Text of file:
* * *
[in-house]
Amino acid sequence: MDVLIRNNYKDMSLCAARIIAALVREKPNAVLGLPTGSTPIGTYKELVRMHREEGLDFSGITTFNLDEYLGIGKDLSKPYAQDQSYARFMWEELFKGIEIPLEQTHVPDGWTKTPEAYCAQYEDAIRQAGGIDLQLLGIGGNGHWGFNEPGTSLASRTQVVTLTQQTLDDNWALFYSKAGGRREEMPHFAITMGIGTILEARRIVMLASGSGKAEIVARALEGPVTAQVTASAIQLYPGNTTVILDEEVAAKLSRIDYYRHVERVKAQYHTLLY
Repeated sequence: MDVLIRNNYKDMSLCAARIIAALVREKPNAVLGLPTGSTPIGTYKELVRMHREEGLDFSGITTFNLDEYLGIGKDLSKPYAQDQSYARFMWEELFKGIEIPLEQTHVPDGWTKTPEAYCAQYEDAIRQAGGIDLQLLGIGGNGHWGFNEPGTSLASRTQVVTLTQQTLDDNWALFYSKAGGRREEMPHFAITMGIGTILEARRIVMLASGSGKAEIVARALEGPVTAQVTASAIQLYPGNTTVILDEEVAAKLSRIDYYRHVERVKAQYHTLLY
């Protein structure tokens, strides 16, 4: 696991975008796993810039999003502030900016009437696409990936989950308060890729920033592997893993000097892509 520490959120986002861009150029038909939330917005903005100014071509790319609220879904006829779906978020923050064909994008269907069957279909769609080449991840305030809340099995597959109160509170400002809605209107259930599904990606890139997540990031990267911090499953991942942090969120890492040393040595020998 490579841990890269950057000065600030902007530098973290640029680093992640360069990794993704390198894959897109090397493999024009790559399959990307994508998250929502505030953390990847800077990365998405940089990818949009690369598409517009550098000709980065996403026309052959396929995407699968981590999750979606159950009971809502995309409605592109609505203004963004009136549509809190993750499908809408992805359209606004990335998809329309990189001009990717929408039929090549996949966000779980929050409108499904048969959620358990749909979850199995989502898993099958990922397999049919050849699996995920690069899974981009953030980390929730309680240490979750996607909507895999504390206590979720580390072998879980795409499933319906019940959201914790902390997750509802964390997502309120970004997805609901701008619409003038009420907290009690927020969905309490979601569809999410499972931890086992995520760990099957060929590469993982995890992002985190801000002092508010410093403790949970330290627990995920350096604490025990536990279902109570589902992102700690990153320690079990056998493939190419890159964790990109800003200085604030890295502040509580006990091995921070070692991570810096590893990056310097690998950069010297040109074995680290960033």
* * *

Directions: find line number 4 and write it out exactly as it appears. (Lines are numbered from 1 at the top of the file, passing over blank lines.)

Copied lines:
């Protein structure tokens, strides 16, 4: 696991975008796993810039999003502030900016009437696409990936989950308060890729920033592997893993000097892509 520490959120986002861009150029038909939330917005903005100014071509790319609220879904006829779906978020923050064909994008269907069957279909769609080449991840305030809340099995597959109160509170400002809605209107259930599904990606890139997540990031990267911090499953991942942090969120890492040393040595020998 490579841990890269950057000065600030902007530098973290640029680093992640360069990794993704390198894959897109090397493999024009790559399959990307994508998250929502505030953390990847800077990365998405940089990818949009690369598409517009550098000709980065996403026309052959396929995407699968981590999750979606159950009971809502995309409605592109609505203004963004009136549509809190993750499908809408992805359209606004990335998809329309990189001009990717929408039929090549996949966000779980929050409108499904048969959620358990749909979850199995989502898993099958990922397999049919050849699996995920690069899974981009953030980390929730309680240490979750996607909507895999504390206590979720580390072998879980795409499933319906019940959201914790902390997750509802964390997502309120970004997805609901701008619409003038009420907290009690927020969905309490979601569809999410499972931890086992995520760990099957060929590469993982995890992002985190801000002092508010410093403790949970330290627990995920350096604490025990536990279902109570589902992102700690990153320690079990056998493939190419890159964790990109800003200085604030890295502040509580006990091995921070070692991570810096590893990056310097690998950069010297040109074995680290960033």